World’s No. 2 lithium miner SQM sees demand growing by 17% this year
Chile’s Chemical and Mining Society (SQM), the world’s second largest producer of lithium, expects demand for the key component in the batteries that power electric vehicles and cell phones to grow at “double-digit rates” this year.
Reporting quarterly earnings, the Chilean miner said that despite prices being affected by new supply entering the market, the commodity will remain strong due to rising demand.
The company believes lithium consumption could grow about 17% in 2019 to at least 315,000 tonnes, compared to the less than 260,000 tonnes it totalled last year.
SQM, however, saw earnings for the first three month of the year drop by nearly one-third due to the slump in lithium prices, and also royalties at its operations in Chile, considered to be the highest in the world.
Chief executive Ricardo Ramos said the company, which is expanding its lithium carbonate and lithium hydroxide capacity, sees operational flexibility as the key component of its strategy.
Analysts at BMO Capital Markets lowered the company’s rating to Market Perform, arguing the ramp up in lithium volumes was unclear.
“The Atacama lithium expansion from 70kt to 120kt has pushed back from 2020 to H2/2021 and will now cost $280M (previously $200M),” BMO’s Joel Jackson wrote. “This delay is indicated not because of market drivers but because we understand SQM wants to ensure the plant meets the specs customers need, but the specs are moving targets.”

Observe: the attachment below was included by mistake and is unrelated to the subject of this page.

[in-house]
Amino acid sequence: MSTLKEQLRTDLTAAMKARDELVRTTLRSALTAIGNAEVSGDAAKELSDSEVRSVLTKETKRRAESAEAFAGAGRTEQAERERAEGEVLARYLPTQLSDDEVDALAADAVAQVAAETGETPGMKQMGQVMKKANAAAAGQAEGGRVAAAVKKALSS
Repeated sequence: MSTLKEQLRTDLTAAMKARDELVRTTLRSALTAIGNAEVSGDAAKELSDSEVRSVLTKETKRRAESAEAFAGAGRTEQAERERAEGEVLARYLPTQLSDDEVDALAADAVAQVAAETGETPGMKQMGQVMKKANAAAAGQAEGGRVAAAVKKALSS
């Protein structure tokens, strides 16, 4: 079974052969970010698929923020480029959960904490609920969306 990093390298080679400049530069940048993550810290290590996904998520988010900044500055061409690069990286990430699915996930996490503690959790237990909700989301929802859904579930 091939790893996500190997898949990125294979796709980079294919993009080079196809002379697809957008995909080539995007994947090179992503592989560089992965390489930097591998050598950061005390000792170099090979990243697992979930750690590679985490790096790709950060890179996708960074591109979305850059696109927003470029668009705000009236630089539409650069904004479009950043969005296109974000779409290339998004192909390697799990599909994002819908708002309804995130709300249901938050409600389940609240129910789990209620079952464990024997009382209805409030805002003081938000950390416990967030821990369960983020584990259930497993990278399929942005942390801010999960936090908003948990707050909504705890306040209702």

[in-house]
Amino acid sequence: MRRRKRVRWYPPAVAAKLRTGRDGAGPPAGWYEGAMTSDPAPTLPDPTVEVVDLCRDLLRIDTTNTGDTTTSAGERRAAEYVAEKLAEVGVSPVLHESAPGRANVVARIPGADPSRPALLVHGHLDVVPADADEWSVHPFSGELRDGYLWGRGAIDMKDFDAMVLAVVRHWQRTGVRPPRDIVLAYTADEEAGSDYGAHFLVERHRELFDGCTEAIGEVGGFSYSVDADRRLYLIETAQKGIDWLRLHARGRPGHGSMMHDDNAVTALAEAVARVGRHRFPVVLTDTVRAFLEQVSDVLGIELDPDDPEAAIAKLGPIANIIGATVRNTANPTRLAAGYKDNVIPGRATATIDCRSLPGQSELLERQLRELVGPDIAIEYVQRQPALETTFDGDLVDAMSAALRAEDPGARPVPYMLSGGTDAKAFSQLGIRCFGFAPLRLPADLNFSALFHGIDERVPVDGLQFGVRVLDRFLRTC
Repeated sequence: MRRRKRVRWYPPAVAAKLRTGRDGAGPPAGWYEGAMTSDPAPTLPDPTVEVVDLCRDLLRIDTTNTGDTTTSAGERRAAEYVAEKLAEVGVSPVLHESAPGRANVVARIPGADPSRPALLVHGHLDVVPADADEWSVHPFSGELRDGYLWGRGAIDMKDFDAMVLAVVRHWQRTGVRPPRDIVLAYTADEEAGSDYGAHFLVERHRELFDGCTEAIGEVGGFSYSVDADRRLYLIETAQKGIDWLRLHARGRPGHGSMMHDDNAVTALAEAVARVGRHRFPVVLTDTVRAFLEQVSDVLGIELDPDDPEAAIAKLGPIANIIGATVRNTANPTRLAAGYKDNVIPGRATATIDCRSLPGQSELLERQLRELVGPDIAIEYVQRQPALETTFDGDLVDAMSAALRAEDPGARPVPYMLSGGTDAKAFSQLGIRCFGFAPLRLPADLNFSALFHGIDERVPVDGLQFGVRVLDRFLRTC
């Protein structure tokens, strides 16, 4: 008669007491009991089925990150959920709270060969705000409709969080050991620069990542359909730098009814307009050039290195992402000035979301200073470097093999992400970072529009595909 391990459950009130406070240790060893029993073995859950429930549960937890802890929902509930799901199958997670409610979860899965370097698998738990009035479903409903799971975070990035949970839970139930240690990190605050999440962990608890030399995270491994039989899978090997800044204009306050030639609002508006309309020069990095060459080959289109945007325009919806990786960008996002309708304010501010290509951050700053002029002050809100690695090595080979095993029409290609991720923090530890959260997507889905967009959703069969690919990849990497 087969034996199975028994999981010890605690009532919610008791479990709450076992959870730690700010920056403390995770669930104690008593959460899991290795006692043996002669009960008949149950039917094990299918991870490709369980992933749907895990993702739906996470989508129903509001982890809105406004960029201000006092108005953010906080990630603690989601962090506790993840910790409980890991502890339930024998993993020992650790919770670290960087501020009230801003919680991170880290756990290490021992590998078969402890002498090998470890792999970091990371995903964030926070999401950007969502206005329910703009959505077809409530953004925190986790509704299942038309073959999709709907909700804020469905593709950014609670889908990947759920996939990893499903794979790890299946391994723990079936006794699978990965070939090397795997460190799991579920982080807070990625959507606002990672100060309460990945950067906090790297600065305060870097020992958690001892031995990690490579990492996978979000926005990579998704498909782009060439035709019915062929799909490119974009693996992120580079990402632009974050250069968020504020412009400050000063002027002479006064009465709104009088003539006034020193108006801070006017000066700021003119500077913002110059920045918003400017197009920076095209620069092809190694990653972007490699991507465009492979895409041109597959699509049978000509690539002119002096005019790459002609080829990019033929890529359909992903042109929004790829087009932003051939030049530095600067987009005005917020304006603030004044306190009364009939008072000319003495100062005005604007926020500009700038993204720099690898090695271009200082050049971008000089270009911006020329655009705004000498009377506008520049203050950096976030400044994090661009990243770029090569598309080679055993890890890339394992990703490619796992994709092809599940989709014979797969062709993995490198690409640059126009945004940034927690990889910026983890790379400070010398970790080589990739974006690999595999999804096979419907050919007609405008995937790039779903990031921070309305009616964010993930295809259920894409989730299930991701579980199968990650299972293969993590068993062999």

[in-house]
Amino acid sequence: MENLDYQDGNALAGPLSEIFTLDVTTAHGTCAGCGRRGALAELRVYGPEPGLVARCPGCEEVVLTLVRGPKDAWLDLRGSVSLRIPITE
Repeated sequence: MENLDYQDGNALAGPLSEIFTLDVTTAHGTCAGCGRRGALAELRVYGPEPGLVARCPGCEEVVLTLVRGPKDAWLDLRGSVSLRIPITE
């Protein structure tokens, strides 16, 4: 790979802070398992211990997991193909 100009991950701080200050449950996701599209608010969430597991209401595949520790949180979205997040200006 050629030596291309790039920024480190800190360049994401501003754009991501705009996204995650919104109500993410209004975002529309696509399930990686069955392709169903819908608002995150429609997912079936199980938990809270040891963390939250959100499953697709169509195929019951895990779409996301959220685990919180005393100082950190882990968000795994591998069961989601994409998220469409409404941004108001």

SQM last year struck a deal with the government to more than triple production by 2025 in exchange for paying sharply higher royalties and offering discounted lithium to domestic value-added producers of battery components.
The company expects to produce 60,000 tonnes of lithium this year, with sales volumes reaching between 45,000 and 50,000 tonnes.
By 2020, SQM predicts that sales volumes will jump 30% over 2019, reaching approximately 65,000 tonnes.
Once the company completes an ongoing $400 million-plant expansion, it expects to produce as much as 180,000 tonnes of lithium carbonate from its Salar de Atacama operations in Chile, overtaking US-based Albemarle as the world’s top lithium miner by 2022.
Chile, which holds about 52% of the world’s known lithium reserves, last year lost its top lithium producer crown to Australia.
The country, however, is working on reversing that situation. It predicts that lithium will soon become its second largest mining asset, behind copper. The commodity is currently the country’s fourth biggest export.